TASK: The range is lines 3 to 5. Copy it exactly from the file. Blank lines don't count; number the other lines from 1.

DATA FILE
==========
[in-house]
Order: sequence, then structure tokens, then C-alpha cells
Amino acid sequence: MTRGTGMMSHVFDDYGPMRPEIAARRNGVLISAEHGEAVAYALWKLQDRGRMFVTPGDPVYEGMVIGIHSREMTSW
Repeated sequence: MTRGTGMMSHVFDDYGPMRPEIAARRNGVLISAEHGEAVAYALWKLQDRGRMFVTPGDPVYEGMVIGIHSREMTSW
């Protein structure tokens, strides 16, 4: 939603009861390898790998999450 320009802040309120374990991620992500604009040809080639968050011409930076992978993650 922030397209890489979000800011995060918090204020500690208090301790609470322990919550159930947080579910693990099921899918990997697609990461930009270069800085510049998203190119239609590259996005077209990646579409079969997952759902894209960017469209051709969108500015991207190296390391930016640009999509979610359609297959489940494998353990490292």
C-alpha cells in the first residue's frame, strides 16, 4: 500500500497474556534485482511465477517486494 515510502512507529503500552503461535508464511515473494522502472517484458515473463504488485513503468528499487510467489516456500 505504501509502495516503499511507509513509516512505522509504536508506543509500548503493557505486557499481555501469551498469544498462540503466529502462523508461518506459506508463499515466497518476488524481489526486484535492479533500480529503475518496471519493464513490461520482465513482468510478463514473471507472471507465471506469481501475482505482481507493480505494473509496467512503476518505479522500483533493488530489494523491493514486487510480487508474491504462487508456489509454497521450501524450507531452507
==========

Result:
Amino acid sequence: MTRGTGMMSHVFDDYGPMRPEIAARRNGVLISAEHGEAVAYALWKLQDRGRMFVTPGDPVYEGMVIGIHSREMTSW
Repeated sequence: MTRGTGMMSHVFDDYGPMRPEIAARRNGVLISAEHGEAVAYALWKLQDRGRMFVTPGDPVYEGMVIGIHSREMTSW
């Protein structure tokens, strides 16, 4: 939603009861390898790998999450 320009802040309120374990991620992500604009040809080639968050011409930076992978993650 922030397209890489979000800011995060918090204020500690208090301790609470322990919550159930947080579910693990099921899918990997697609990461930009270069800085510049998203190119239609590259996005077209990646579409079969997952759902894209960017469209051709969108500015991207190296390391930016640009999509979610359609297959489940494998353990490292």